Legit Sites Riskier Than Web’s Back Alleys

Malware and scareware

Avoiding sleazy-looking Web sites may not be enough to protect users from malware infection. Instead, experts warn that it’s the sites you like and trust that can hurt your PC.

Just this month, users have been assaulted by infections from targeted and sophisticated attacks on sites like Facebook and Twitter.

Two new studies now charge that legitimate Web sites can pose high risks for surfers. Web site security specialist WhiteHat Security said it found that 63 percent of Web sites currently have at least one pending high security, critical, or urgent issue.

Meanwhile, MessageLabs, the cloud e-mail security subsidiary of Symantec (NASDAQ: SYMC), conducted a study of the sources of infection of its customers and found that legitimate Web sites are far more dangerous than fly-by-night malware sites.

“Users are in a tough predicament,” Jeremiah Grossman, WhiteHat’s founder and CTO, told InternetNews.com. “They have a tough time protecting themselves, especially from brand name Web sites. Most infected Web sites are legitimate Web sites.”

MessageLabs agrees. “We found that about 85 percent of the domains we were blocking were Web sites that were well-established,” Paul Wood, MessageLabs’ intelligence senior analyst, told InternetNews.com.

MessageLabs studied the domains it blocked during the week of May 5 and found that the majority were “well-established,” meaning that their domains had been registered over a year ago.

“The prejudice was that the majority of drive-by downloads would be from domains registered for precisely that purpose, such as in the .cn domain, where it is cheaper to register a large number of disposable domains,” Wood said.

The results were therefore a surprise. “We found that the attack vectors for the moment favor well-established domains,” Wood said.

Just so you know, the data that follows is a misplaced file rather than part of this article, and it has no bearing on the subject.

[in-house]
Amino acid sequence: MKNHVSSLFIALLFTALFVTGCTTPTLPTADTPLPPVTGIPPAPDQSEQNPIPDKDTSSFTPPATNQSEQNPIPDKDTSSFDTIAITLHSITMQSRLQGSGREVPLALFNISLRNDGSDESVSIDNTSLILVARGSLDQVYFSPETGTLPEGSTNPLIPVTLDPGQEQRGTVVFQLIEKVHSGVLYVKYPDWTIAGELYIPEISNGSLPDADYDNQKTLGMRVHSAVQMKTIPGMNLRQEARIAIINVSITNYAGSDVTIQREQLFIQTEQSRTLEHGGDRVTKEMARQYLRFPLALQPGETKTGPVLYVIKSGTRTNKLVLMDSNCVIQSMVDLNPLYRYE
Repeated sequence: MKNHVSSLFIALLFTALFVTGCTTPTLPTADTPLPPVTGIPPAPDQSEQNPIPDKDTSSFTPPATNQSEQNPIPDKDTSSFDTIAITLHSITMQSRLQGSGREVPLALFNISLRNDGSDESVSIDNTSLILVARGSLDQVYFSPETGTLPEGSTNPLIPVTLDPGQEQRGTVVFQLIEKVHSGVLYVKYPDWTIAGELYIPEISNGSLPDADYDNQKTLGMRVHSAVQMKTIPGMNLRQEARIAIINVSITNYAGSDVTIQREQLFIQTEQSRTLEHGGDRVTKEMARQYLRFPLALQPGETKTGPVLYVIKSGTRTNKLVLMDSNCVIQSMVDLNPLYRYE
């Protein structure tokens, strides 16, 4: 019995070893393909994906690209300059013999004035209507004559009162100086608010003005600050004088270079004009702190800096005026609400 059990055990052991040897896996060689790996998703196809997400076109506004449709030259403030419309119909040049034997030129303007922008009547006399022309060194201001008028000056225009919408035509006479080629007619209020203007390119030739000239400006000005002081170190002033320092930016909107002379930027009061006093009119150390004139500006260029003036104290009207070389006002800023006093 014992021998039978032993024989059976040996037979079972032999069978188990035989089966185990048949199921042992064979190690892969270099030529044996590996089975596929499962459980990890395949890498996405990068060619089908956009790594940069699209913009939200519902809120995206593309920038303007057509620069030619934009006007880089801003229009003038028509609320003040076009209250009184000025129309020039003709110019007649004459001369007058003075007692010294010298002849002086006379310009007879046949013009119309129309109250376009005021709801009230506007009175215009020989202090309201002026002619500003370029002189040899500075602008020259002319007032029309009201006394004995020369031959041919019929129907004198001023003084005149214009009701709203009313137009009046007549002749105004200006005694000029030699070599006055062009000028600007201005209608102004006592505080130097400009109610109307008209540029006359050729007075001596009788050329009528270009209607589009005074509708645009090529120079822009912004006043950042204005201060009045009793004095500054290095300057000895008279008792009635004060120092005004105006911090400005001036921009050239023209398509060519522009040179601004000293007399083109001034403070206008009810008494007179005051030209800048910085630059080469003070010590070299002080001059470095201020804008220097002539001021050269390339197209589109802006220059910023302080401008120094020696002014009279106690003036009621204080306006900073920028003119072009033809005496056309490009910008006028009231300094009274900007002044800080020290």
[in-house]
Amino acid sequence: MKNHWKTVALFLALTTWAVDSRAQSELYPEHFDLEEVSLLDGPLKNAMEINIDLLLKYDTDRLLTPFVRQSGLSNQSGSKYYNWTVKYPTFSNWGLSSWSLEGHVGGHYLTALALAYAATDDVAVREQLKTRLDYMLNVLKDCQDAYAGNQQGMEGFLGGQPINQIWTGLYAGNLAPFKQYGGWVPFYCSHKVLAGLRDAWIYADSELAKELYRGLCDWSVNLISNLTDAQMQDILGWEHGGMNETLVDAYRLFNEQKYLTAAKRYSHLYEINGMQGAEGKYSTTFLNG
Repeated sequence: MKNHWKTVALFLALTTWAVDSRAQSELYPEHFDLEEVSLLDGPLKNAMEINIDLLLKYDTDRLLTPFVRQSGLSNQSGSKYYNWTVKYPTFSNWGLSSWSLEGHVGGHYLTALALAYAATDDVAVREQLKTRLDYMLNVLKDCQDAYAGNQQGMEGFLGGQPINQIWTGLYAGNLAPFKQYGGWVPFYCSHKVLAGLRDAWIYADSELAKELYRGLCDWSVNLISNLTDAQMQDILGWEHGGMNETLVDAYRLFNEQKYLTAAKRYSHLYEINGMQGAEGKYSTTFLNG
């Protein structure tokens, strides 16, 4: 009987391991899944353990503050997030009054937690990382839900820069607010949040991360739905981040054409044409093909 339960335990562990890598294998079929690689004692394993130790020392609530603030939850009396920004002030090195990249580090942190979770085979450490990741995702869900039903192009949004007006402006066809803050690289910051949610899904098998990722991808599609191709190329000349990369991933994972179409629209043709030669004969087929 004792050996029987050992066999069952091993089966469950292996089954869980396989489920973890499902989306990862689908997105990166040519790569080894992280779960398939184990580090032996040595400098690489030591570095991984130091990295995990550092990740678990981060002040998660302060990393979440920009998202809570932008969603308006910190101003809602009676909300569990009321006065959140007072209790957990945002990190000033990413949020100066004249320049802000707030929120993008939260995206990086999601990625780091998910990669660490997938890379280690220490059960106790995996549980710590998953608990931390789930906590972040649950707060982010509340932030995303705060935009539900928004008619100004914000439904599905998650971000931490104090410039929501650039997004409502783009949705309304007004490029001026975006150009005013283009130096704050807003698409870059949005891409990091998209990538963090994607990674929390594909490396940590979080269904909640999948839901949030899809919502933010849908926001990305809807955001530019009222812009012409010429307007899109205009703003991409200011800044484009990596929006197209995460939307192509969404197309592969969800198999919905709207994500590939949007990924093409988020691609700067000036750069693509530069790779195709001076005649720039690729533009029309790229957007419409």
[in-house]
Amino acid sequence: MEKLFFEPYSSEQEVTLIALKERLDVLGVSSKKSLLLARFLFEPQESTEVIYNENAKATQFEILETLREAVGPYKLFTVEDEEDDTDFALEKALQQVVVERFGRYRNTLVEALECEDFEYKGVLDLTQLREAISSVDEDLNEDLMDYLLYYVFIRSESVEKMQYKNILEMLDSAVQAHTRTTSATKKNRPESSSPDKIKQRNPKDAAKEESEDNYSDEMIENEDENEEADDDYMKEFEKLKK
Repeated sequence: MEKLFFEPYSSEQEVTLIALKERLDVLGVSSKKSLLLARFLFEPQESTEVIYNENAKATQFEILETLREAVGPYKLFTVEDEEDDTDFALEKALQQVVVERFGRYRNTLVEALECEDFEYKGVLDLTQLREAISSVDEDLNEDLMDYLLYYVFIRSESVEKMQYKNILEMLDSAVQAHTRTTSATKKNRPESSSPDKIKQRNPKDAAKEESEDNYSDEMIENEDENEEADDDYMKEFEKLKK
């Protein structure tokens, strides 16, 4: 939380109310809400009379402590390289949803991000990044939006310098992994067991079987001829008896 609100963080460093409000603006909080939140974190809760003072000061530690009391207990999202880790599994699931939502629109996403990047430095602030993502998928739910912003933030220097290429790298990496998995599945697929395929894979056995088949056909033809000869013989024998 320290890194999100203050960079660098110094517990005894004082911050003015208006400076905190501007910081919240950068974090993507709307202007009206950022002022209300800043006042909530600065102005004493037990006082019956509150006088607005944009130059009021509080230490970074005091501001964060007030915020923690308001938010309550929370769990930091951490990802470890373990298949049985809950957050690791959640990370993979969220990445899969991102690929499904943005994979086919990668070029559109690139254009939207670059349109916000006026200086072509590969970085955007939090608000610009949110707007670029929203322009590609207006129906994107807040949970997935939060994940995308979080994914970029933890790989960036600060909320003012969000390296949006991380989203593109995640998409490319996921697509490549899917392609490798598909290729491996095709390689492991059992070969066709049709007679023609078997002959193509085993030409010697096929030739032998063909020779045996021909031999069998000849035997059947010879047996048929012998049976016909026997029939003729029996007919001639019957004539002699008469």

He added that part of the problem is that spammers have created CAPTCHA-breaking tools that allow them to create hundreds of spam accounts on legitimate e-mail and social networking sites, bypassing security efforts that had been set up to prevent such activity.

But spammers may not need to establish dummy accounts on Web sites, since the sites themselves often have at least one security flaw, researchers noted.

According to the data from WhiteHat security, collected from January 2006 through March 2009, social networking sites are indeed the most vulnerable at the moment. The study, which covered 1,031 Web sites that subscribe to WhiteHat Security’s threat assessment service, found that 82 percent of social networking sites had at least one vulnerability.

Companies aren’t fixing the flaws, but WhiteHat’s Grossman didn’t blame them. “Companies can spend developer resources to fix a flaw, but there’s always the opportunity cost. They sacrifice a revenue-generating feature.”

Fixing flaws is not easy. WhiteHat’s report found that it takes an average of 38 days to fix a SQL Injection flaw, and that’s the fastest time to fix the vulnerabilities it uncovered. The toughest to fix is “insufficient authentication,” which takes an average of 125 days to fix.

These flaws won’t be fixed soon as new flaws are added regularly. In addition to those already present, Grossman noted that sites are adding flaws as they upgrade their software, and that social networking sites are on a particularly aggressive upgrade path.

He called for a two-pronged strategy to address the problem — one set of recommendations for sites already built and a second set for those that have not been built yet. Perhaps if this generation of Web sites is too flawed to fix, the next generation of Web sites need not be.

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